And there’re new technological breakthroughs that are happening. I think it’s something that’s really important for people to consider. In the case of glaciers, we’re seeing the effects of climate change happen faster. These things are becoming kind of emblematic of the change that’s underway. In my work as an artist, initially I thought, if I tell people about this, maybe enough people will find out about it and then we’ll do something about it.

However, this has shifted over the past ten years. I’m not so interested in warning anymore. I’m more interested in considering how can we imagine a new culture? A culture that moves beyond the systems and ideas that we’re caught up in right now, like late market capitalism. How can we move beyond that? And are there alternate cultural models that we can look to like indigenous cultures, where people were living on the land and stewarding that land in a generative way. For me, there’s a lot of optimism in looking at things from that perspective.

Is it fair to say that’s what you’re really up to here with this installation?

I would say that those works were important for me to do in order for me to move, conceptually in that direction towards my future works, so each time I feel like I’m getting maybe a little bit closer and a little bit closer, but it’s still a process. I think of my work as a way for me to navigate and understand the world, and then I hope that it provides opportunities for experiences for people to similarly have a kind of t transformational process of their own that will take them in their own direction.

A friend responded to your work saying, “It’s like things are slipping away. For all of us, not just the glaciers. The detachment from what our focus should be.”

I think a lot of people feel detached from the natural world. When in fact the air that we’re breathing right now is part of the natural world. The things that we consume are part of the natural world and you yourself are part of the natural world. The micro-biome that exists within your belly is part of the natural world. We are ecosystems. We’re not separate from the environment. We’re breathing in part of the atmosphere and breathing it back out again and what we breathe in and breathe out is the opposite of what trees breathe in and breathe out. So we’re all deeply connected, but for many reasons people have lost a sense of that connection. If we can collectively find a way to have that realisation that we’re constantly in relation to the world around us, then maybe we’ll understand that it’s an extension of us and we’re an extension of it.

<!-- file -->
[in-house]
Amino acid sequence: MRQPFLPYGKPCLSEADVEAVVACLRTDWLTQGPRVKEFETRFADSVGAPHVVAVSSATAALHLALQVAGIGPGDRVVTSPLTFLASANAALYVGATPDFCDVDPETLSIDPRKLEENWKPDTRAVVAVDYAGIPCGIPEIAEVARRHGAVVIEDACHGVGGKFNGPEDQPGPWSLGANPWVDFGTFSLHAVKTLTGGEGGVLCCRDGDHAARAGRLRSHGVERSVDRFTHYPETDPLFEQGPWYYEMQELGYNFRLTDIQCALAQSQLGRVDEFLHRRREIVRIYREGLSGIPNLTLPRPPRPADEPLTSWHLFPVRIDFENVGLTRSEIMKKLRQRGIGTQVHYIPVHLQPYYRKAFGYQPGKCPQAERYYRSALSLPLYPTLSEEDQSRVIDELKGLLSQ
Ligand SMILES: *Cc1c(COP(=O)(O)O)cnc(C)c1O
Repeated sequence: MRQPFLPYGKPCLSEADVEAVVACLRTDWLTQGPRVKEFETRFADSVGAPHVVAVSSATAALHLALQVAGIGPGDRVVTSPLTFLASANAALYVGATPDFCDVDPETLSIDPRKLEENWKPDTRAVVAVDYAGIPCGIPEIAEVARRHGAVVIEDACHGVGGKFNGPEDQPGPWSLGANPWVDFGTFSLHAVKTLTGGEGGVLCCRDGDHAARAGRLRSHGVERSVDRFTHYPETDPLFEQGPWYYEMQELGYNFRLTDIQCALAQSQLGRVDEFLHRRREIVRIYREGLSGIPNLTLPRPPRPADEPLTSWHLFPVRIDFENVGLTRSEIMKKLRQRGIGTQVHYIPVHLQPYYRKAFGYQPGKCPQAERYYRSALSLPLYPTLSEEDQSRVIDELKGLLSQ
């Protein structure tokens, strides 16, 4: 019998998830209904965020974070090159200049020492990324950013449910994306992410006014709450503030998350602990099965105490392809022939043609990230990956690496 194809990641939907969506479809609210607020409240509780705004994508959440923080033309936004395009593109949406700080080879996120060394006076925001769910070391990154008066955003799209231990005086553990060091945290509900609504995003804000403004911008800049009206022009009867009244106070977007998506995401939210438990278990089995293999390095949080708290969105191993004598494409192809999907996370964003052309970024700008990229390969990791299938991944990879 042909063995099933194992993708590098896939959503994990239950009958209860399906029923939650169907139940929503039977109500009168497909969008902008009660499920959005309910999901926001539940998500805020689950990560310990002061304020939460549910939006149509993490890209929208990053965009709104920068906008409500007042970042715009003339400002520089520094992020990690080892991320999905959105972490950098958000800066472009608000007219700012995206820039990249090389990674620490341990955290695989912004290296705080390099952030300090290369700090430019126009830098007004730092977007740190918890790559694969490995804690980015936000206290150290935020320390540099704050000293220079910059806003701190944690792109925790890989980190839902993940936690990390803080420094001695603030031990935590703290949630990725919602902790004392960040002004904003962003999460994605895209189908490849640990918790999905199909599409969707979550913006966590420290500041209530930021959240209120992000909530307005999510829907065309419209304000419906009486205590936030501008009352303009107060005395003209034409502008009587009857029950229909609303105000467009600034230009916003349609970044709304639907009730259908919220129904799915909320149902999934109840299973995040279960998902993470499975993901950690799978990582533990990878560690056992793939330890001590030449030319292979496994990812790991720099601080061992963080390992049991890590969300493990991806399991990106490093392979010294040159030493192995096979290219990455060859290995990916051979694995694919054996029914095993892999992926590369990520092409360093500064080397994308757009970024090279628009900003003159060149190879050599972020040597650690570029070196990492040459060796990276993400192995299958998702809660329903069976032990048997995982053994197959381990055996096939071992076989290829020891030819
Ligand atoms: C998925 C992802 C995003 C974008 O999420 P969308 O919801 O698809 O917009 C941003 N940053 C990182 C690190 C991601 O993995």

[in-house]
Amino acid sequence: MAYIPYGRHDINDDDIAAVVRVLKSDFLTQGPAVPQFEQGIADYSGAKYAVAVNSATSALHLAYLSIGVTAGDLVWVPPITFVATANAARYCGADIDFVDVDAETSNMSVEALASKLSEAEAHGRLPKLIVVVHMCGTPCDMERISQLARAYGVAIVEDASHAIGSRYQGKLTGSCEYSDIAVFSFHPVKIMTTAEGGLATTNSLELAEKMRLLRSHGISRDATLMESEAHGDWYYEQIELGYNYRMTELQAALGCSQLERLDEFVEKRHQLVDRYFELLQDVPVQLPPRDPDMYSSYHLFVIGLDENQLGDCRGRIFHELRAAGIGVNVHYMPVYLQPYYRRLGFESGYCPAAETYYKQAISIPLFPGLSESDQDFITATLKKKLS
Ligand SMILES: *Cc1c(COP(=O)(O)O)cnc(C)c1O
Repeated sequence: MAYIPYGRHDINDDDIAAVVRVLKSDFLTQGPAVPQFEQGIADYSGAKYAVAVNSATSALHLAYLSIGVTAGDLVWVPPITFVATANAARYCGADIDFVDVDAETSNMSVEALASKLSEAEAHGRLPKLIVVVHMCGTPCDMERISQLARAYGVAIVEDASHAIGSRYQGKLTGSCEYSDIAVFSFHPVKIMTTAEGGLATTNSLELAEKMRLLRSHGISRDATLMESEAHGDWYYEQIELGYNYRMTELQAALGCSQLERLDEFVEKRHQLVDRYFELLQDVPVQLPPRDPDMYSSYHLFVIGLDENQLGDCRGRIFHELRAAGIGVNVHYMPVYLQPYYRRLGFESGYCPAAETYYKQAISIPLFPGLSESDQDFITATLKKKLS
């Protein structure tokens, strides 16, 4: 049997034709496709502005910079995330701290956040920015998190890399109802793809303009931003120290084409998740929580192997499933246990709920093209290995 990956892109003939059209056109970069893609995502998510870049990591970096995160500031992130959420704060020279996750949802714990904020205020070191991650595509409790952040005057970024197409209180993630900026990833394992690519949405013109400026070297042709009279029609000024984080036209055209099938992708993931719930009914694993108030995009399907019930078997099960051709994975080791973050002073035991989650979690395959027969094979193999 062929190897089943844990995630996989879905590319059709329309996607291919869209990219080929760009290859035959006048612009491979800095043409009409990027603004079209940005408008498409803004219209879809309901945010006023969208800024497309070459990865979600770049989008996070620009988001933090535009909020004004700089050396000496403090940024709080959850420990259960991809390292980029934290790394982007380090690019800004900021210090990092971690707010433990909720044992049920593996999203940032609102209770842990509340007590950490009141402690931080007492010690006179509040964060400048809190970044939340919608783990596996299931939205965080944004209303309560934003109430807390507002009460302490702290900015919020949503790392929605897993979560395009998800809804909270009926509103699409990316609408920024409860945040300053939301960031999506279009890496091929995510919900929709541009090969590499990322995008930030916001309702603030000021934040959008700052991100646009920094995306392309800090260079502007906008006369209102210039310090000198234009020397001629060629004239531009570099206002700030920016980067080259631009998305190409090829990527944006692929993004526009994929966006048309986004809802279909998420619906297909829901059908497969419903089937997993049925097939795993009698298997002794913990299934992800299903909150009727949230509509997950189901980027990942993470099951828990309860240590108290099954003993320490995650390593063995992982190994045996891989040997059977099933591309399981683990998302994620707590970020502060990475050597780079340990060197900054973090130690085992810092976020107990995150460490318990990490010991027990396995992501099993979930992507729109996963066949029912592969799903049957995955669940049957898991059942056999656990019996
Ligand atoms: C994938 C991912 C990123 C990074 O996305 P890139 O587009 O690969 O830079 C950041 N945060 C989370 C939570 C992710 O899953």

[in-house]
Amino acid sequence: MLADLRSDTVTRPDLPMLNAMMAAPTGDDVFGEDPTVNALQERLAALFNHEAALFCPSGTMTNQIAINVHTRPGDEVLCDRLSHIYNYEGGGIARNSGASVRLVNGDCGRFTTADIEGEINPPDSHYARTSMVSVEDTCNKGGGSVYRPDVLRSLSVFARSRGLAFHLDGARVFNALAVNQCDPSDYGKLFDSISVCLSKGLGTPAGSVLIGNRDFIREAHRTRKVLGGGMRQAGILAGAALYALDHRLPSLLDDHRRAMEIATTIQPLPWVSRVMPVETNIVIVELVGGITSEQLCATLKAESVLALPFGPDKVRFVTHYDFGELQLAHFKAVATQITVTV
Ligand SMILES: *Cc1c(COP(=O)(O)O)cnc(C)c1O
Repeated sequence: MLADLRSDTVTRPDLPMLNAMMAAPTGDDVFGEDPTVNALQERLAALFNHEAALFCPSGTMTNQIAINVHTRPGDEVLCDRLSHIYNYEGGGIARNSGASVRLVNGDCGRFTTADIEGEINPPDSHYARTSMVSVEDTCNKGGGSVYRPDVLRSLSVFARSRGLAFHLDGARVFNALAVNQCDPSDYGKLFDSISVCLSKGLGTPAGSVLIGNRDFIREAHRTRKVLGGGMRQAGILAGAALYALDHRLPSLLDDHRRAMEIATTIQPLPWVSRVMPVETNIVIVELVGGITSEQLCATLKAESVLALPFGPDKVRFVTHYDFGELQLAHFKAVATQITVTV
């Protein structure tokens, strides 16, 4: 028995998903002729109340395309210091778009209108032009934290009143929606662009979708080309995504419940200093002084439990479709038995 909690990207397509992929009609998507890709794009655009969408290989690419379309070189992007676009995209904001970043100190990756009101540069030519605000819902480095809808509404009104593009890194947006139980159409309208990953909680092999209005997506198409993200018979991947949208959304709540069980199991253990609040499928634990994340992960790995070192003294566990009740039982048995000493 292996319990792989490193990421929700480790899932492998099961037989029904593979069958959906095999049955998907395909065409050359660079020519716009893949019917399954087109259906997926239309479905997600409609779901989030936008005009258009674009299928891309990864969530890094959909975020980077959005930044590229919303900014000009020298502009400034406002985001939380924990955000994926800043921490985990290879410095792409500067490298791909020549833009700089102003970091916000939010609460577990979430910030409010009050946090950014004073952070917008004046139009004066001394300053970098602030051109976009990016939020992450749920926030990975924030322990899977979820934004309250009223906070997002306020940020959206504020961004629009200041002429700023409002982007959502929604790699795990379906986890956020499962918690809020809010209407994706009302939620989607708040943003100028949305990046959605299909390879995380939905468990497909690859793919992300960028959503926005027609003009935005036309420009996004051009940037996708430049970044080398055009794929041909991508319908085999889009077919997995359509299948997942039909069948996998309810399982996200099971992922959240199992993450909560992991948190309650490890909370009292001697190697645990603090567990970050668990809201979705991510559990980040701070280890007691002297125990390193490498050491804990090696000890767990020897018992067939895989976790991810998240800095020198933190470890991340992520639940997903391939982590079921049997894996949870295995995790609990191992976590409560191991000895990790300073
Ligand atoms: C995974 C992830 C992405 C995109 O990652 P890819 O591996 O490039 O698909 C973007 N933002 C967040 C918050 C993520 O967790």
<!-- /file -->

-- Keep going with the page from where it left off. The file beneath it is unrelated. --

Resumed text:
We need to find that relationship and restore that balance, and if the work can bring people in that direction then I think it succeeds.

My friend noted that the music encapsulates the whole atmosphere in the video installation, so it’s not just the visuals.

One of the things that I discovered in doing Requiem For A Glacier is that there’s a power in the human voice. It has a transformative effect on audiences. In orchestrating that, I don’t think I was completely aware of that when I made the work, but it’s an effect of the work. It’s something that I felt was important for me to weave the audio and visuals together so they become inseparable. It really is one unified piece. So I think, if you’re thinking about them as separate things then you’re maybe not quite getting it.

Portrait of Paul Walde taken below the Farnham Glacier summer 2022. Photo credit: Pat Morrow

What’s next for you?

I’m currently working on an opera, entitled, Forestorium, that deals with the primary forests of Vancouver Island from human perspectives and the struggles that are ongoing with them, as well as the ecological importance of these diverse and unique ecosystems. I plan on staging it in a remaining old growth stand and will then present an indoor concert version in the coming season.

* * *

Vincent Cherniak is a writer in London, ON

On Glaciers: a conversation with artist Paul Walde and environmental scientist Emmanuelle Arnaud can be streamed at McIntosh Gallery.

Leave a comment

Your email address will not be published. Required fields are marked *